In many cultures, the passage of childhood through adulthood is defined byÂ various types of initiationÂ cermonies or “rites of passage”. In Vanuatu they exchange pigs, mats, kava, and other goods between a child’s father’s and mother’s families. In indigenous Australian and AfricanÂ tribes, they perform faceÂ painting rituals and circumcisions. Similarly, throughout Melanesia and Polynesia, tattoos are used to symbolise the same transition.
Here in Spain, that same journey is marked byÂ the ability of an adolescentÂ to endure the official vehicle licensing beauracracy. In a word, it can only be described as exasperating. Now I actually relish challenges, but I had no idea what I was getting myself into…
â€œThere are few things in life as difficult or intimidating as getting a Spanish driverâ€™s license,â€ says American expat Sal DeTraglia of Sal DeTragliaâ€™s Virtual Tapas Bar. â€œIt is a process akin to trying to solve Fermatâ€™s last theorem while sitting on death row in a Texas prison. If you donâ€™t believe me, just ask anyone who has been through it.â€
The Spanish learner driving scheme is considered by many to beÂ one of the most difficult of all European countries; whileÂ Tenerife is said to be the most difficult of all provinces! Hence it comes as no suprise that one local legend associated with this rite of passage has fostered. She is known to those all over the island who have ever attempted the spanish driving exam… behold, because what you are about to read is no myth: this female apparition is the mostÂ detested, most despised, most viled of all that walks mother Earth.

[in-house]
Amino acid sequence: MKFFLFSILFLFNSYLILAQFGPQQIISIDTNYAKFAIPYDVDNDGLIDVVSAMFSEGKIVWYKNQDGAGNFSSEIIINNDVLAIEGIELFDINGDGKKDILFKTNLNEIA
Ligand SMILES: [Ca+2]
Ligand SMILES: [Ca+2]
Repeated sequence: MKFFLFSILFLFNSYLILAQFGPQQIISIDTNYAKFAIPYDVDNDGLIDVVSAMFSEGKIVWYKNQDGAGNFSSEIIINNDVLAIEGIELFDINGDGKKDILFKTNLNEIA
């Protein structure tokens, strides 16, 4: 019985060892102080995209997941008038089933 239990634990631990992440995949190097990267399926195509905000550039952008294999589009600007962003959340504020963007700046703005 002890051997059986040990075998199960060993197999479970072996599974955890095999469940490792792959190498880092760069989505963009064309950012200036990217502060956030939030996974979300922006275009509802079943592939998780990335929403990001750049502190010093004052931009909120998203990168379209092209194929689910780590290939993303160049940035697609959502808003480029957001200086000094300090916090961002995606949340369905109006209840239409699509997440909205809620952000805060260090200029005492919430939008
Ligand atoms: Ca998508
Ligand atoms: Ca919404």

Colloquially known as “El Thacher”, local legend has it that no one, I repeat,Â no one, is known to have ever passed one of her exams on the first attempt. I suppose it’s not difficult to see where the name came from – the nickname beingÂ a reference to Margaret Thatcher, the ex-priminster of England, a hard-line woman if ever there was one. Just ask anyone who has attempted the driving exam in the last 10 or twenty years if you don’t believe me. Suspensions are frequent, rapid and without warning.Â
No I’m not joking, I witnessed her with my own two eyes. Some only know her by name, but yesterday I happened to witness the infamous “El Thatcher” as I was about to start my own examination (all four of us in the car). Pen in hand, ready and waiting for the traffic to dispell. Wry little smile, secretly enjoying every moment I suspect. I even asked my instructor if it was true. He just murmered in the affirmative.
Now as a proud and triumphent ex-student (yes I finally bloody passed), my vote is cast:Â Spain, and in particular the province of Tenerife located in the Canary Islands,Â wins hands down when it comes to the world’s most difficult driving test. Hell, local residents even smuggle in comprehensive cheat sheets to help them pass driving theory test, which is set in a large examination hall just like a university exam!
This transition to adulthood is exceedingly difficult in Western societies because there are no systems of adulthood rites to systematically guide and direct the young person through this important stage in his or her life cycle.Â In Western culture adulthood is seen as a status achieved at the age of 18 or 21, or simply when the person graduates from high school.Â Unfortunately, in most cases there is no fundamental guidance or transformation from a child to an adult that is required or expected.Â This â€œleave it for chanceâ€ approach to adulthood development is the root of most teenage and youth â€œadultâ€ confusion, chaos, and uncertainty.Â When the youth reach a certain age, somehow they are expected to magically transformed into an â€œadult,â€ eventhough they often receive very little guidance.On the other hand, African societies systematically initiate boys and girls.Â They often take the young initiates out of the community, and away from the concerns of everyday life, to teach them all the ways of adulthood: including the rules and taboos of the society; moral instruction and social responsibility; and further clarification of his/her mission or calling in life.